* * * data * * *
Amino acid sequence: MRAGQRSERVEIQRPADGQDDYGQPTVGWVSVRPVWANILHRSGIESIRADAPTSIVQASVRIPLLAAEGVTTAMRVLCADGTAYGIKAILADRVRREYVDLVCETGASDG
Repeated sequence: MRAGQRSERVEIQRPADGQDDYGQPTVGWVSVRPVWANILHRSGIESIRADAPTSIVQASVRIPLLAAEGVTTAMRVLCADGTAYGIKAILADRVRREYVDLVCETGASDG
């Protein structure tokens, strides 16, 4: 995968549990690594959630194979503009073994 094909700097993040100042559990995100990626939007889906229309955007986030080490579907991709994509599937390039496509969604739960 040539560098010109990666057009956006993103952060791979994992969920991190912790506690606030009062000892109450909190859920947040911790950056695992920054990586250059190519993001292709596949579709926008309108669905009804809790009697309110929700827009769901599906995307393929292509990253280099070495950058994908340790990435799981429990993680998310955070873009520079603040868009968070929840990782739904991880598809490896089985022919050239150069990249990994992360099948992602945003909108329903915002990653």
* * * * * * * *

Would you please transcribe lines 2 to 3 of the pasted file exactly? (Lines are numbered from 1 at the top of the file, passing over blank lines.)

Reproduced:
Repeated sequence: MRAGQRSERVEIQRPADGQDDYGQPTVGWVSVRPVWANILHRSGIESIRADAPTSIVQASVRIPLLAAEGVTTAMRVLCADGTAYGIKAILADRVRREYVDLVCETGASDG
């Protein structure tokens, strides 16, 4: 995968549990690594959630194979503009073994 094909700097993040100042559990995100990626939007889906229309955007986030080490579907991709994509599937390039496509969604739960 040539560098010109990666057009956006993103952060791979994992969920991190912790506690606030009062000892109450909190859920947040911790950056695992920054990586250059190519993001292709596949579709926008309108669905009804809790009697309110929700827009769901599906995307393929292509990253280099070495950058994908340790990435799981429990993680998310955070873009520079603040868009968070929840990782739904991880598809490896089985022919050239150069990249990994992360099948992602945003909108329903915002990653």